Köpenick (Slavonic Kopanica) is a historic town and locality (Ortsteil) that is situated at the confluence of the rivers Dahme and Spree in the south-east of the German capital city of Berlin. It was formerly known as Copanic and then Cöpenick, only officially adopting the current spelling in 1931. It is known for the famous imposter Hauptmann von Köpenick.
Prior to its incorporation into Berlin in 1920, Köpenick was an independent town. It then became a borough of Berlin, with an area of , making it Berlin's largest borough. In Berlin's 2001 administrative reform, the borough of Köpenick was merged with that of Treptow to create the current borough of Treptow-Köpenick.
Köpenick had a long history as an independent town. Its first known mentioning as a stronghold dates back to a 1209 deed issued by Margrave Conrad II of Lusatia, then under the name Copanic (from Old Slavic: Kopanica). The place gained town privileges in 1232. It is therefore considered "older" than Berlin-Cölln, which was first mentioned in a 1237 deed. For the most part of Köpenick's history, the town was known as Cöpenick.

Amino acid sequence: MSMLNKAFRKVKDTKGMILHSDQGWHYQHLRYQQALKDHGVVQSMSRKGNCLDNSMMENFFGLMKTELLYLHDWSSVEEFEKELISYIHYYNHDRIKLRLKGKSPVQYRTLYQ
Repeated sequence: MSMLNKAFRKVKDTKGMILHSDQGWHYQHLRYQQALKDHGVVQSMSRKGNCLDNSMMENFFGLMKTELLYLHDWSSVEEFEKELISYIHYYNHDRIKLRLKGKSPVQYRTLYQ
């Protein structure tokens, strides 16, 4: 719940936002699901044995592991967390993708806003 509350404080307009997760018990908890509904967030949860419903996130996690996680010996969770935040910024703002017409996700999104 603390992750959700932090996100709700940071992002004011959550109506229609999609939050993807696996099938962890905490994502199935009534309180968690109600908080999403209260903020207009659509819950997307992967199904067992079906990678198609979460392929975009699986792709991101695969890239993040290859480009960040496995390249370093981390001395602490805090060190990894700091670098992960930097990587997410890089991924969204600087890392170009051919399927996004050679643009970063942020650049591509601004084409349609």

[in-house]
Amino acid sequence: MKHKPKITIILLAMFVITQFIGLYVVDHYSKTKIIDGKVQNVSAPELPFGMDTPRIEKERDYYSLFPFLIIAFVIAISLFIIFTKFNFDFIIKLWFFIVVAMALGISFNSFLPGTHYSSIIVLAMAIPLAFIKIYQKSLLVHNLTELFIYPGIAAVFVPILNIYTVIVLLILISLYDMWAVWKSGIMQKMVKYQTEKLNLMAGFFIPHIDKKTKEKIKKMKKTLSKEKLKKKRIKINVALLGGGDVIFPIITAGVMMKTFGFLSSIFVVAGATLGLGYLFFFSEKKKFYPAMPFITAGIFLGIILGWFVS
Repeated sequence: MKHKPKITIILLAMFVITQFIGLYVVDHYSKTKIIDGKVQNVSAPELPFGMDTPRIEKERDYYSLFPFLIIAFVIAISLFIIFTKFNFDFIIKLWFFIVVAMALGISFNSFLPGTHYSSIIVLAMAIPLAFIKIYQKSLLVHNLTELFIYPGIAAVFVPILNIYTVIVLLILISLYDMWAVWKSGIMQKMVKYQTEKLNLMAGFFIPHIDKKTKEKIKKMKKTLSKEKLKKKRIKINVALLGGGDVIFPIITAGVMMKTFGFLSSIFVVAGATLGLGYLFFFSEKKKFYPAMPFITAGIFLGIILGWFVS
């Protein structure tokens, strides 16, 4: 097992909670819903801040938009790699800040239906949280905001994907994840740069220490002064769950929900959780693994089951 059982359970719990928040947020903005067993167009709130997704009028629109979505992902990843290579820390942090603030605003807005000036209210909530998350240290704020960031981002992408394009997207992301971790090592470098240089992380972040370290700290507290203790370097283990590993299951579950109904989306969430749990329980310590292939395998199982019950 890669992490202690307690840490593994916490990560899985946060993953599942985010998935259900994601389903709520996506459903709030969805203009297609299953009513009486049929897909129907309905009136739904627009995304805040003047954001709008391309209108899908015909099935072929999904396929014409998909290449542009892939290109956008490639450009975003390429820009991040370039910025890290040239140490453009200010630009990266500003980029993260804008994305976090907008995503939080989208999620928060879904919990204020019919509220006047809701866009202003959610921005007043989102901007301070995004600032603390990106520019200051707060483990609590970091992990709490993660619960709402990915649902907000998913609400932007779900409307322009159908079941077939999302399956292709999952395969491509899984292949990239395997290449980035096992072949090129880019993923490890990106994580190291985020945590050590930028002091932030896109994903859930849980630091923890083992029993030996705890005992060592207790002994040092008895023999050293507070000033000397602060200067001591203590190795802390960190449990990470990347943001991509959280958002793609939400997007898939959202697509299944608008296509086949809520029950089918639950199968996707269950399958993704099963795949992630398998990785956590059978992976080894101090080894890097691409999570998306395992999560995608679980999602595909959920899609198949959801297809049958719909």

The former Slavic castle from about 800 was conquered by the Ascanian margraves John I and Otto III of Brandenburg in 1245, defeating their rivals Margrave Henry III of Meissen and the Archbishop of Magdeburg territory.
In 1631, during the Thirty Years' War, the emissaries of George William, Elector of Brandenburg met at Köpenick - then some distance outside Berlin - with the approaching army of Gustavus Adolphus, King of Sweden, in a vain effort to stop the ongoing devastation of Brandenburg.
In 1906, a shoemaker called Wilhelm Voigt masqueraded as a Prussian officer and took over the town hall of Köpenick. Carl Zuckmayer perpetuated the incident in his play The Captain of Köpenick, the model for several films and television shows.
Under the terms of the Greater Berlin Act of 1920, Köpenick became a borough of Berlin, with an area of , making it Berlin's largest borough. Besides the locality of Köpenick, the former borough included the localities of Oberschöneweide, Grünau, Schmöckwitz, Müggelheim, Rahnsdorf and Friedrichshagen. In 1931, the current name was officially adopted.
During the Cold War, Köpenick was part of East Berlin. In Berlin's 2001 administrative reform, the borough of Köpenick was merged with that of Treptow to create the current borough of Treptow-Köpenick.
Until 2002 a large radio facility for MW and FM was located near the Uhlenhorst neighbourhood, including a self-radiating radio mast, which was insulated against earth. The FM services of this facility were moved to the Fernsehturm at Alexanderplatz and the AM transmitters were moved to a new aerial mast at Zehlendorf bei Oranienburg.